Depression and Hormones
By now, you already know that depression tremendously affects the lives of many. Once it is established, depression has the ability to negatively impact a person’s physical health, happiness and overall well-being.
Because of these effects of depression, experts are constantly looking for ways to better understand the causes and best treatments for the condition. One of the aspects currently under investigation is the link between depression and hormones.
Depression and Hormones
The association between depression and hormones makes sense when you consider the times when depression emerges most often for people. Many people experience depression during:
- Puberty, as the body is developing, changing and surging with hormones.
- Pregnancy, when a woman’s body undergoes tremendous change as it creates and sustains a new life.
- Later in life, when men and women see erratic or steadily decreasing levels of hormones.
The likelihood of depression emerging during these life stages strengthens the link between hormones and depression.
Depressive Disorders Caused by Hormones
In the world of mental health, there are certain depressive disorders that can only affect women, due to the natural changes in hormones their bodies experience. Almost all depressive disorders involve low moods, changing sleep patterns and weight, low motivation, low energy, and thoughts of death. But depressive disorders caused by hormones vary from the others.
These depressive disorders include premenstrual dysphoric disorder (PMDD), peripartum depression, and perimenopausal depression.
PMDD is its own mental health condition listed by the American Psychiatric Association. As a separate condition, PMDD marks a departure from the expected symptoms that commonly accompany menstruation. Learn more about PMS and PMDD.
PMDD has symptoms including:
- Significant mood changes
- Increased irritability and anger
- Low mood, hopelessness and conflicts in relationships
- Anxiety and tension
- Low energy, interest and concentration
- Feeling out of control
- Physical symptoms like breast tenderness, swelling, pain and bloating
Whereas PMDD is a unique condition, peripartum depression is a version of major depressive and bipolar disorders. A mental health profession will provide the diagnosis of major depressive disorder with peripartum onset or bipolar disorder with peripartum onset, when pregnancy and delivery spark the depressive symptoms. For those who have already been diagnosed with bipolar disorder, pregnancy can also trigger depressive episodes or make symptoms worse.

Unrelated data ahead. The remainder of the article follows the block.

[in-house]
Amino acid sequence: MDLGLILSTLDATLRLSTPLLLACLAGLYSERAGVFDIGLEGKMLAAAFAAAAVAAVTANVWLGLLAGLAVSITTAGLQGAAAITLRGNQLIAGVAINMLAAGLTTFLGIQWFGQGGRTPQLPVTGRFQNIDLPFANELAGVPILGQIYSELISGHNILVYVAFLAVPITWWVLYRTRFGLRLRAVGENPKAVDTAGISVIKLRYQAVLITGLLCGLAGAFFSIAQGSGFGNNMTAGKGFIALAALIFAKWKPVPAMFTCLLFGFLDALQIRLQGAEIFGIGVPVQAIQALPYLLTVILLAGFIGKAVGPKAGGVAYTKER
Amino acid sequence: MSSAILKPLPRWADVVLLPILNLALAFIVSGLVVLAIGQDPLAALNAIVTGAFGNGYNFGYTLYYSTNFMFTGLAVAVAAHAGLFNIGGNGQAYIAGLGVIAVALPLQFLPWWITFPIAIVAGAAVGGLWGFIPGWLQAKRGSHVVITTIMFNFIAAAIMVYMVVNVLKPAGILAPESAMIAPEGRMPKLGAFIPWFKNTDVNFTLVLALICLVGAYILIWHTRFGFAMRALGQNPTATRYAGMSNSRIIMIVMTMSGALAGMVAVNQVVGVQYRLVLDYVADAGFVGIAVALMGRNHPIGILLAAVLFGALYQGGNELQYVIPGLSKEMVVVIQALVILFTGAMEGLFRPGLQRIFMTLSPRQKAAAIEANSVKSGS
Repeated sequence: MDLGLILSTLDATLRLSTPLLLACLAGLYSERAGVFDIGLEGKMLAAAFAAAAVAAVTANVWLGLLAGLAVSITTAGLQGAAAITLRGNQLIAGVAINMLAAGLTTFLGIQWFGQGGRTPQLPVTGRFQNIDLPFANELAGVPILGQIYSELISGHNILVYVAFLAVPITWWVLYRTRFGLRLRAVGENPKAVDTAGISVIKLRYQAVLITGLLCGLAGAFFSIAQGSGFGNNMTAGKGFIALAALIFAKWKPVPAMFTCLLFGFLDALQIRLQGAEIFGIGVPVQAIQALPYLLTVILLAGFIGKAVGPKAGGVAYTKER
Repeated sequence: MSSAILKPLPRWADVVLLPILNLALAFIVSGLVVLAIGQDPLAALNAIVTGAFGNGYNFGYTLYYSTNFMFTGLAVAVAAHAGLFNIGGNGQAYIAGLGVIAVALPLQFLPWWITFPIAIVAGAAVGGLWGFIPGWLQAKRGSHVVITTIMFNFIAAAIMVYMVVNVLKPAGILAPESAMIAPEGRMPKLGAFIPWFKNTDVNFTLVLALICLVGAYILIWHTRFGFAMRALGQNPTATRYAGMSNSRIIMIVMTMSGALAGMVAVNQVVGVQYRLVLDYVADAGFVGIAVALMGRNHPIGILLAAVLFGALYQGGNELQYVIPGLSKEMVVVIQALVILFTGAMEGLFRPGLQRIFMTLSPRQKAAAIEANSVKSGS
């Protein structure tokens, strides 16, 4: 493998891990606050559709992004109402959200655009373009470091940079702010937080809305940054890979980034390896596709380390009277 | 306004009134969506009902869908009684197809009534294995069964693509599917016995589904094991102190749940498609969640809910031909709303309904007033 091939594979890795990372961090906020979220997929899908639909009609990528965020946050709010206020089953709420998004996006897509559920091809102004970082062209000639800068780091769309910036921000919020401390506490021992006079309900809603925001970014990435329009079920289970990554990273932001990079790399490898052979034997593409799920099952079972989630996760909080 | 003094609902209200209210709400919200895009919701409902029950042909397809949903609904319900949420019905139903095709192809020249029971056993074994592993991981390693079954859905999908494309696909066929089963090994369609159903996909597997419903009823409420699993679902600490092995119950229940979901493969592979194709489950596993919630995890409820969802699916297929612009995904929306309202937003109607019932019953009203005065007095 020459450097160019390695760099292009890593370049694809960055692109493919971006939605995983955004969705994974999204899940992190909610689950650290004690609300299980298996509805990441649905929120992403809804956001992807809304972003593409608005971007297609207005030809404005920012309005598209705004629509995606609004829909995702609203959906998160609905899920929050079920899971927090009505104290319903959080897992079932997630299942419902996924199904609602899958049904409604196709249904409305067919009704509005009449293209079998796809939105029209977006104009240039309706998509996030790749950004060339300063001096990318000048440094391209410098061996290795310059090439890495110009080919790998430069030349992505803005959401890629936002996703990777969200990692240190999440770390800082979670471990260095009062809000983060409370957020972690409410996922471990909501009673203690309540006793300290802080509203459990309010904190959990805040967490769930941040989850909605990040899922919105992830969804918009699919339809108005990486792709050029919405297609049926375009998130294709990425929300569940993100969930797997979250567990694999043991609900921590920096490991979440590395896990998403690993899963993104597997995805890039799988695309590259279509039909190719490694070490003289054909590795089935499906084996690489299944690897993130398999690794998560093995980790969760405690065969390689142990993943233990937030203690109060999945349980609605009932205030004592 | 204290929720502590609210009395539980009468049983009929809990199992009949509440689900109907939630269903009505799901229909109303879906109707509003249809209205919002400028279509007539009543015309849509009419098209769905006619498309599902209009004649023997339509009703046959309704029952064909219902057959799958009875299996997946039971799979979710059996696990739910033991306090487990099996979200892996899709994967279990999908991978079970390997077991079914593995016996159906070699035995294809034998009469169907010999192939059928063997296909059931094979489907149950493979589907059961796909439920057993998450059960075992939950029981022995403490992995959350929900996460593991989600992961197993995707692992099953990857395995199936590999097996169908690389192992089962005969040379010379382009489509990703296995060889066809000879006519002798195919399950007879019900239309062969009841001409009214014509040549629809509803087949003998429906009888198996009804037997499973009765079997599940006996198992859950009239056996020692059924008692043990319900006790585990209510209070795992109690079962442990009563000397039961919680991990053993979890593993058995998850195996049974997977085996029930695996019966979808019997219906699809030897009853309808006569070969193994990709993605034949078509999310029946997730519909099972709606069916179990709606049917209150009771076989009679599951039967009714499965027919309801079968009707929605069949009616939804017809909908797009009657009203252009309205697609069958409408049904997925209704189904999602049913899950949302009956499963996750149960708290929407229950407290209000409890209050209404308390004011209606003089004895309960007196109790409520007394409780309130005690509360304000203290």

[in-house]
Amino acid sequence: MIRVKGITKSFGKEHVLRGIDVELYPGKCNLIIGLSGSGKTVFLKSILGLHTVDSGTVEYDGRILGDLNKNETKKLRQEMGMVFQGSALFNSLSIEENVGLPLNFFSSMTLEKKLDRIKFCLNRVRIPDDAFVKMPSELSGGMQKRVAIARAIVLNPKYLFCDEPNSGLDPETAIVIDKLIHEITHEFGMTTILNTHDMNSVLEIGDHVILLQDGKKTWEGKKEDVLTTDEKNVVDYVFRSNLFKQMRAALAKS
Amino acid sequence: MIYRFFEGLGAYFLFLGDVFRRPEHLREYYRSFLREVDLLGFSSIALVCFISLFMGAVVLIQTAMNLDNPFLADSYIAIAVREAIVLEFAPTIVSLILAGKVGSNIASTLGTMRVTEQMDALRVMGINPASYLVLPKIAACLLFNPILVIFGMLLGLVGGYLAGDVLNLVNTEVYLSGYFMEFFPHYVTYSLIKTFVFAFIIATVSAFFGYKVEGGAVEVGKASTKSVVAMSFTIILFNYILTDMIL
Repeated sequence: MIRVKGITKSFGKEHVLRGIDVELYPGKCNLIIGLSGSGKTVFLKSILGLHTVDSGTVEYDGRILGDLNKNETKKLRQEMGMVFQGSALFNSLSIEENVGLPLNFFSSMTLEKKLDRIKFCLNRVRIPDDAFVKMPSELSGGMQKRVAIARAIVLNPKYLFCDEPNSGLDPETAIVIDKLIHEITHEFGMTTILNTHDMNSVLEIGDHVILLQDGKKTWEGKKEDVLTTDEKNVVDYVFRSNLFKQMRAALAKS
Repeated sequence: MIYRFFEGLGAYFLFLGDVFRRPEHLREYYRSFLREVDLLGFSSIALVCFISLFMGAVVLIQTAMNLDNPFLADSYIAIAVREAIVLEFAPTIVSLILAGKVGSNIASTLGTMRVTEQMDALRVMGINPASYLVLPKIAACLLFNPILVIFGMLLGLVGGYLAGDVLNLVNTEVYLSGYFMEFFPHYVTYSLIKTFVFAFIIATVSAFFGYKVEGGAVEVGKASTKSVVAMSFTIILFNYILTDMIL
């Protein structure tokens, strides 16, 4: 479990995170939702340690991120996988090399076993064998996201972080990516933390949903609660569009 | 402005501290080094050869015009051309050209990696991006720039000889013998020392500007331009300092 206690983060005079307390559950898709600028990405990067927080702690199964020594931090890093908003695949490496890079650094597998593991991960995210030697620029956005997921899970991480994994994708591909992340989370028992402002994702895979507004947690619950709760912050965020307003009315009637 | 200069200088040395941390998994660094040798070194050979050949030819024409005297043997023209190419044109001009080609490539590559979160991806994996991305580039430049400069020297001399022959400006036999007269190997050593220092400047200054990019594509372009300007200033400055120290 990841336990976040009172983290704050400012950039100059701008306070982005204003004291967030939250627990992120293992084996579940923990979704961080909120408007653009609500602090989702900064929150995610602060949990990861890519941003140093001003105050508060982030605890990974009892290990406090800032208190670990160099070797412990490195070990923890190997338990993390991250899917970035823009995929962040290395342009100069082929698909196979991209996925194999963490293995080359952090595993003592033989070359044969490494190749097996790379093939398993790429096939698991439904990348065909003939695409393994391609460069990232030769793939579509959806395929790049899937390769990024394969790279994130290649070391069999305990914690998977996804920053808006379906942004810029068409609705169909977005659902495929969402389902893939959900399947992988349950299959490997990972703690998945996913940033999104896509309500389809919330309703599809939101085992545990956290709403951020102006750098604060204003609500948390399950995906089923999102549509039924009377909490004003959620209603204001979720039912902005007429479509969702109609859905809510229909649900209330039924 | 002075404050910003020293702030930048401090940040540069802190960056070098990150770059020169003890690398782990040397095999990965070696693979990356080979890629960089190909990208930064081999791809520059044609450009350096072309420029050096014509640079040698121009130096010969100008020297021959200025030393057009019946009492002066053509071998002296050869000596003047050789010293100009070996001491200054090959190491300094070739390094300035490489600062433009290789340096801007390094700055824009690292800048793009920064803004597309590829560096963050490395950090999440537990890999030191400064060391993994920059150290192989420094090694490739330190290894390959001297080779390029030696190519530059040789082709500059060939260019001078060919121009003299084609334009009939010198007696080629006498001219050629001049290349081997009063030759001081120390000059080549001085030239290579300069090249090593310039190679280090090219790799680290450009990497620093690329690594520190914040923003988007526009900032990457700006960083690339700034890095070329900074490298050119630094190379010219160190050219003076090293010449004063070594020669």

The term "peripartum" is preferred over "postpartum" because a significant number of women actually note the depressive symptoms starting during the late stages of pregnancy, so the condition is not just for new moms. Learn more about this condition.
Peripartum depression is more than the expected “baby blues”. The condition can bring about serious symptoms like:
In the worst situations, the psychotic symptoms will include hallucinations directing the mother to harm herself or the baby.
Menopause is a normal part of every woman’s life that comes with the end of menstruation. Unfortunately, it comes with moments of changing moods as well.
Before periods end, there is time of surging and falling hormone levels and inconsistent menstruation called perimenopause. Women commonly report higher levels of depression during this time.
Likely symptoms that accompany perimenopausal depression include:
- Increased sadness
- Loss of interest and enjoyment in activities
Hormones and Depression in Women
The main culprit contributing to depression in women could be estrogen. During menstruation, pregnancy and perimenopause, levels of estrogen are very high or inconsistent, which may result in an increased risk of depression.
This link could explain the higher levels of depression reported by women during childbearing years. It could also explain why symptoms of depression decrease for many after menopause.
Men, Hormones and Depression
Men certainly also experience levels of depression, but overall, fewer men report symptoms of depression than women; the difference could be hormones.
Changing hormones could have the opposite effect on men than on women. For women, periods of high estrogen are associated with depression, but for men, high levels of testosterone seem to offer protection from depression.
This theory is supported by the idea that aging men and men with lower levels of testosterone, a condition sometimes called low T, have higher rates of depression than those with expected testosterone levels.
Addressing the Influence of Hormones on Depression
Of course, depression is a multifaceted condition that is influenced by many contributors, but it seems hormones can have some power over depression and depressive symptoms.
So, what can someone who is interested in decreasing the role of hormones on their mental health do to improve their moods? It seems there are two courses of action.
First, speak with your doctor about the connection you observe between your moods and your hormones. Encourage them to focus on the cause rather than the effect, by finding medications to address the hormones, instead of ones that target the depressive symptoms.
In this situation, various forms of birth control or hormone replacement therapy can offer good results for men and women.
Second, take action by seeking mental health treatment to address your depression. Speaking to a therapist and having an evaluation done by a psychiatrist can provide real strategies to address your hormone-related depression.
Not everyone will notice the contributions of hormones on their mental health, but those who do should take action. Exploring every strategy to manage symptoms is key to a healthy life.